Friday, November 19, 2010

The Silver Standard

Michael Curtis ask his readers about using the Silver Standard.

I used it for over two decades now including in my current Swords & Wizardry campaign.

The basic coin is a silver penny abbreviated as d or denarius. The old roman term for the coin. So 20d is 20 silver pennies.

The silver penny weighs 250 to a pound.

I have two large value goings. The first is the gold penny worth 20d. It's weight is also 250 to a pound. The second is the gold crown. It is worth 320d and weight 16 to a pound. The gold penny is not a common coin. I generally only use it for ancient hordes found in the ruins of past civilization. The gold crown is the common high value coin used both as a unit of accounting and actual coin.

There is another rare form of currency which is the silver mark. It is a 1 lb bar of silver stamped with a mint mark worth 240d. If you wondering about the discrepancy in weight is because the silver penny is debased slightly to produce a more durable coin. Hence you get 250 of them out of a lb of silver. The gold crown is heavy enough that this is isn't an issues so it is a nearly pure coin.

There is also the farthing. There are 4 farthings in a silver penny. It could be a copper coin but in the Majestic Wilderlands (like Harn) the silver penny is minted in such a way to make it easy to divide into quarters. Things like a mug of ale are priced in farthings.

The cornerstones of my silver system are silver penny and the gold crown. I find having single standard unit of currency paired with a really high value gold to be ideal. Price lists are simple with everything in a single coin. While when gold is found in the form of crowns and sometimes pennies it is appreciated by nearly every players for it's value.

For example in the last session of my S&W campaign the players have a stock of valuable art they gained on an adventure. Tim of Gothridge Manor taking Dwayne's security measures a big lightly until the appraiser came in. When he told them that the lot could fetch up to 800 crowns both Tim and the Rusty Battle Axe were on-board about making sure it is secure. Back when I was running AD&D, 800 gp didn't have same draw dropping result as 800 crowns.

The basis of my price list is from Harn which is based roughly on prices of 12th century England. You can download a copy from Columbia Games here or from the War Flail here.

You can download the version I use from here. It also include a herb list adapted and expanded from the list of herb Harn has. The effects are written for use in Swords & Wizardry.

I also found that the prices in Swords & Wizardry and similar clones are in the ballpark with the Harn List. Simple multiply by 10 to get the value in silver. For things priced in copper I just round to the nearest copper. Where this helps is not so much the ordinary items but when you get into building castles and magic item prices.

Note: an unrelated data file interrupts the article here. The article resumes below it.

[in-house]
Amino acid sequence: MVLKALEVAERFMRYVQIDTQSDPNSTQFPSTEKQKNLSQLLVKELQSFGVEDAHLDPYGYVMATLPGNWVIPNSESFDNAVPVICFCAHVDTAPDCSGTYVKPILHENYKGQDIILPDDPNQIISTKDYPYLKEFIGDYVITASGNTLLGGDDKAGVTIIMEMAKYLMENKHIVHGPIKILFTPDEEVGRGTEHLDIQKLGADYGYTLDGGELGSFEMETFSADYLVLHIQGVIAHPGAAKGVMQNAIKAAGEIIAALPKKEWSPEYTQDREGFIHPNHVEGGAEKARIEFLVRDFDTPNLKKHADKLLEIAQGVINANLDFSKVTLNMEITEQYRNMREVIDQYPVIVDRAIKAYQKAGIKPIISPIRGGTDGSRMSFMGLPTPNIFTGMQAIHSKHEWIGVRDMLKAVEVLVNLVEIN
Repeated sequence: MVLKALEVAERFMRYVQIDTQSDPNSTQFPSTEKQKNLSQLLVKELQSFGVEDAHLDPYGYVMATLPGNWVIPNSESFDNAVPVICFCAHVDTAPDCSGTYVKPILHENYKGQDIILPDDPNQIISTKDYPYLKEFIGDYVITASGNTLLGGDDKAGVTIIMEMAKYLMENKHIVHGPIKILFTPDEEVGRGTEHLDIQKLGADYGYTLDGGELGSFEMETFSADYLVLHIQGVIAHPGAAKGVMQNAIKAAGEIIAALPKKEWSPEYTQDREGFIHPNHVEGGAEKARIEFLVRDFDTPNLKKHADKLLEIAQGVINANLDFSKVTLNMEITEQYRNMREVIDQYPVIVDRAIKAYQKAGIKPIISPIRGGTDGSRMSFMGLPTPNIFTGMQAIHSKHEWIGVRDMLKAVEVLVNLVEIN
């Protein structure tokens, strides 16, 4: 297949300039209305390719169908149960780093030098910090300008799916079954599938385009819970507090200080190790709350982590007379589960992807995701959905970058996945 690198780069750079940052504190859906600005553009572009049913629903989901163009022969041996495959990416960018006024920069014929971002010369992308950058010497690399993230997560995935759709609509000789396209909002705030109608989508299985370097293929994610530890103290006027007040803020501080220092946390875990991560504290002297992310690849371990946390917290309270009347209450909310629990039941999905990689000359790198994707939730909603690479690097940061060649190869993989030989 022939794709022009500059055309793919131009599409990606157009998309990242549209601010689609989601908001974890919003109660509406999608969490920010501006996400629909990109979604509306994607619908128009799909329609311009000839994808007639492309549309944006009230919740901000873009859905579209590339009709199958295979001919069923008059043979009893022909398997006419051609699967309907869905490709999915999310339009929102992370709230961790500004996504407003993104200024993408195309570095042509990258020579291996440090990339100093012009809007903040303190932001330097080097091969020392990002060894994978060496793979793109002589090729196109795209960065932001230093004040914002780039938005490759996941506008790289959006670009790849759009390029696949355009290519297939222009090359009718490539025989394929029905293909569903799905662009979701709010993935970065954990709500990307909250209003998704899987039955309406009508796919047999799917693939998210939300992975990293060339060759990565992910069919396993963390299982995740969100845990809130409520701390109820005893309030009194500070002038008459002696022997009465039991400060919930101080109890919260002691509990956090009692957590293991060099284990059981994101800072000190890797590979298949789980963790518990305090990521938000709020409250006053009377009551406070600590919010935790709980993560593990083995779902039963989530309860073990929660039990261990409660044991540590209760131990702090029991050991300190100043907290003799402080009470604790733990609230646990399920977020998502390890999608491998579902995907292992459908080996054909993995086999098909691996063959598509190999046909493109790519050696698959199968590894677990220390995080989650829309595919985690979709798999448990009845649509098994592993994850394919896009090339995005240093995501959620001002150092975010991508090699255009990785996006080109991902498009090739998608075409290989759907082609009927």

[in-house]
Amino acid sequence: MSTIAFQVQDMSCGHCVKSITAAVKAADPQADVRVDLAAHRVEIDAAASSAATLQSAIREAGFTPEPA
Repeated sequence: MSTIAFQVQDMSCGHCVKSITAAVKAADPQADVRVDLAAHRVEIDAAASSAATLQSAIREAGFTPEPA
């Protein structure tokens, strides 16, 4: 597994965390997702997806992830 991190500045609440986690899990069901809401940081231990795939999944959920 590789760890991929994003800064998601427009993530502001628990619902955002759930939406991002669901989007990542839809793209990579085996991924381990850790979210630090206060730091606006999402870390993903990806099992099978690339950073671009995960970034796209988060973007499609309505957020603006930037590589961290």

For gems the prices are it's weight in carats SQUARED times a factor based on the gem type.
For example Quartz the factor is 5d. So a 10 carat Quartz gem is worth a 100d. Amber is 2d, Agate is 10d, Diamond is 800d, Emerald is 700d, and Ruby is 1,000d.
I been busy with work related matters this weeks and plan to resume regular posts on Saturday with finishing up the Dungeon Crawl playtest and getting another "How to build a Fantasy Sandbox" post up.


Jeff Rients said...

Thanks for the info! I've been looking at a silver penny standard for my new campaign.

Tetsubo said...

It isn't very realistic but I use the following silver system and have for decades.

1 gp = 10 sp = 100 bp (bronze piece) = 1000 cp. Fifty pieces to the pound. The silver piece being the most common coin. Platinum is reserved for jewelry or use as ingots for government level transfers of wealth. Literal a King's ransom.

I also use an electrum piece equal to 5 sp. Comes in a ring form and is used by the Elves. Commoners frequently use them as wedding bands. Dwarves sometimes use mithril ingots as larger currency units.

Lasgunpacker said...

Great price list! The "standard" D&D type price list always bothered me... what primative world uses gold as a standard coin?

Anonymous said...

If you use treasure = XP, what's 1 XP worth?

Sakusammakko said...

'For gems the prices are it's weight in carats SQUARED times a factor based on the gem type.
For example Quartz the factor is 5d. So a 10 carat Quartz gem is worth a 100d.'

Did I miss something here? Based on your formula, I would have said this gem was worth 500d (10x10x5).

Just checking my understanding of your system. Once I can get Michael's questions sorted on how to convert treasures, prices, resolve XP, I may eventually adopt this standard.

What's really needed are some quick and dirty, rule of thumb translations for conversion purposes. For example, x silver pennies = 1XP;
1sp/gp (AD&D) = x silver pennies;
1 sp/gp (3.5) = x silver pennies